Inspired by Naoko Takahashi's 2000 Olympic marathon gold, she took up the sport and became a teen phenom but quit at age 25 after finishing 5th at Worlds. She's been drawn back as she likes to shop and wanted to buy a bag. Now she's hoping to medal in front of the home fans.
He seems to have Graves disease under control and is optimistic he can win a third Olympic medal in 2020 after finishing 5th at Worlds this year.
On what she'll miss most: "I think there’s this wonderful state of bliss and fatigue that is unlike anything when you’re in hard training. It’s almost this serene state that you get—almost zen—where you’re so tired, but it’s a happy tired."
"He nearly died as a competitive runner because he ran so hard. Did his competitive fire lead him to step over the edge of antidoping rules?"
Moen also goes into some interesting specifics on his training and progression as a distance runner.
"This sport can be lonely, but that’s not always a bad thing. Don’t get me wrong: when I’m training at altitude in Sestriere, Italy, barely speaking to anyone but my coach for months on end, you do question yourself just a little."
A few weeks after USAs, she passed out in a doctor's office. “The doctor told me I didn’t just have low iron, I essentially had no iron,” she says. “He wasn’t sure how I was functioning.”
*MB: Cool story: Anti-doping authorities sent Tianna Bartoletta an email letting her know she had a SERIOUS medical condition
It was a very tedious process getting back to real running after surgery, but Rupp is back to 85 "dry" miles a week (plus more on the underwater treadmill) and says retirement isn't on his mind.
*MB: Galen Rupp Tells Runner’s World the American Record and Gold Medal are still within Reach
Sieg Lindstrom explains how the splits aren't accurate and the presentation in the results are horrible. We definitely agree; when the NCAA and Penn Relays can get results formatted so well, why are the IAAF's so bad?
The article reveals that Kerley is easily the tallest and heaviest sub-44 man in history. He weighs more than 30 lbs more than anyone in the top 10 in the world right now.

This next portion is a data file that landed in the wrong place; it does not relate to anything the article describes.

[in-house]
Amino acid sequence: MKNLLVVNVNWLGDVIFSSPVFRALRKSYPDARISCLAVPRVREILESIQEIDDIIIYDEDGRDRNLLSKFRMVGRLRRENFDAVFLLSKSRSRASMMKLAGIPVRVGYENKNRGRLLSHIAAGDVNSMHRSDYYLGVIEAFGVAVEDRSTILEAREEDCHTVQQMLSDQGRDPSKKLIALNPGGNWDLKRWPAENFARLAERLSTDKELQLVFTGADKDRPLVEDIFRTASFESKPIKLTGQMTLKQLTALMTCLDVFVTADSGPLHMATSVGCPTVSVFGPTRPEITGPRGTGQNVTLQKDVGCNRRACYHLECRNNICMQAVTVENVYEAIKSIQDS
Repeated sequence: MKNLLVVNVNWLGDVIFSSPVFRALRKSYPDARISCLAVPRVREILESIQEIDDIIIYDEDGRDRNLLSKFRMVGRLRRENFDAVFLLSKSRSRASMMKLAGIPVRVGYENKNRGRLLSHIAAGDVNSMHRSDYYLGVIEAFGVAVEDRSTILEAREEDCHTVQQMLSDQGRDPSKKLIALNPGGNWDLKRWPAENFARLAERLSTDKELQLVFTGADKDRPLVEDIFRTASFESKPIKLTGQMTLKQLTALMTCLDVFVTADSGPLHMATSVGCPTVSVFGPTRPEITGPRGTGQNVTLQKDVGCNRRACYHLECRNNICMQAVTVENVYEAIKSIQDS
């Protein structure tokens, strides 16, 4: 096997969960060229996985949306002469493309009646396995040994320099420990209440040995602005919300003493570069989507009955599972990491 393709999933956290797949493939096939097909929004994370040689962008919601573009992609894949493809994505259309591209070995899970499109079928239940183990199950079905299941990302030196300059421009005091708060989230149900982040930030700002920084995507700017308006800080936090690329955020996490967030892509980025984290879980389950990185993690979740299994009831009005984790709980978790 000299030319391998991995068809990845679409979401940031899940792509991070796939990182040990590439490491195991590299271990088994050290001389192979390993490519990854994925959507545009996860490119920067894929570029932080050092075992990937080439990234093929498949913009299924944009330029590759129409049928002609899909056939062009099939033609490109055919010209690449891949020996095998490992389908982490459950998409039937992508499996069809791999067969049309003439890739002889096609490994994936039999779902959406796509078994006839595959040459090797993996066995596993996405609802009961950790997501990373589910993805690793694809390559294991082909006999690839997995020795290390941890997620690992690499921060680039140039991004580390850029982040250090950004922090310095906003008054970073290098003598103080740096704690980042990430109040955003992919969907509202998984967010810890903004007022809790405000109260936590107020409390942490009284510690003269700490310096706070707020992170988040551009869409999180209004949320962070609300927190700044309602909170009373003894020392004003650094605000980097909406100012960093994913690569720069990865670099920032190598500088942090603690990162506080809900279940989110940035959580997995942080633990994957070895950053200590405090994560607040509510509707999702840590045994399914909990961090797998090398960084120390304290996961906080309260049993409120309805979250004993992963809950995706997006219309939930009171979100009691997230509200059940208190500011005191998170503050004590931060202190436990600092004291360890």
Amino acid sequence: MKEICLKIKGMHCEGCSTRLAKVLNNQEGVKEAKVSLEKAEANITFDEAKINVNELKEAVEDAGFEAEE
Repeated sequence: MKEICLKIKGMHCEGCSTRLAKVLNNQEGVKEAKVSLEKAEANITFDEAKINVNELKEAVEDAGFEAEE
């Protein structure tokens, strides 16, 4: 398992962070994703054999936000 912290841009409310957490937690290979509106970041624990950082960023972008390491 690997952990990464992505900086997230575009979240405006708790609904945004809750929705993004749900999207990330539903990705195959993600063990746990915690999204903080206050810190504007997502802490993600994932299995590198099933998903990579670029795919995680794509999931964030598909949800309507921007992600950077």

This is the companion interview to the one with John Gregorek last month. This time hear from the younger half of this father-son sub-4 pair as Johnny shares a lot of interesting insights from his career.
Even if you'd get an 'F' in track history, if you ran high school then you probably remember Gammoudi from watching the Steve Prefontaine movies (Gammoudi was 2nd at the 1972 Munich Games).
"Even if I was well prepared, it’s difficult to explain the exact feelings. It was a mix of apprehension, fear and determination at the same time. I remember what our president in that time, Bourguiba, told me before I left for Mexico, ‘Bring me the gold and I will give you what you want.’ My answer was, ‘I’ll bring the gold and you’ll come with me to take it my childhood home,’ a small place in the south of Tunisia, called Sidi Aich. The desire of my mum was to see the President, and this was important for me. Both of us honored the promise, and there are no words to explain my happiness when I heard my national anthem on the top of the podium!"
Suhr also talks about her early career when Rick had remortgage his house and she had to work at a gas station making pizzas and cleaning toilets to make ends meet.
Originally Houlihan wsa just going to go for sub-15 in Heusden, but as the season progressed Jerry Schumacher steadily dropped the goal which forced Shalane Flanagan to "cram fitness" to be able to pace her.
"That was probably the most vivid race I’ve ever remembered. I remembered every step..."
"Good governance is a matter of unemotional decision making that advantages no particular side, rather elevates the general welfare. As such, just like the exploration to uncover a better competitive mousetrap never ends, so must the sport’s governors continue to maintain a competitive balance where the medal or prize money distinctions are to be found in the common human condition, not in their equipment, or pharmacological advantages much less choices."
“They probably thought I seemed a little strange. I really pushed on these other guys that I wanted to be their friend and help them,” Kendricks said. “I had an undefeated season last year, but what good is victory if you can’t share it?”
Windle talks about having a big family with nine Windles at Worlds last year, being "taken out of his element" by the commotion of his two European races and how his name is really Curt.
Get to know the woman who shocked the world in Boston as she talks about her 2nd place finish, as well as a lot of other highlights from her high school/college career. She also talks about balancing full-time nursing and training and plans for the future.
"Obviously he is a very gifted athlete, but he also trains very hard. That's sometimes a very hard combination for a coach to find. I truly believe that he has the ability to be a force in this sport for a very long time."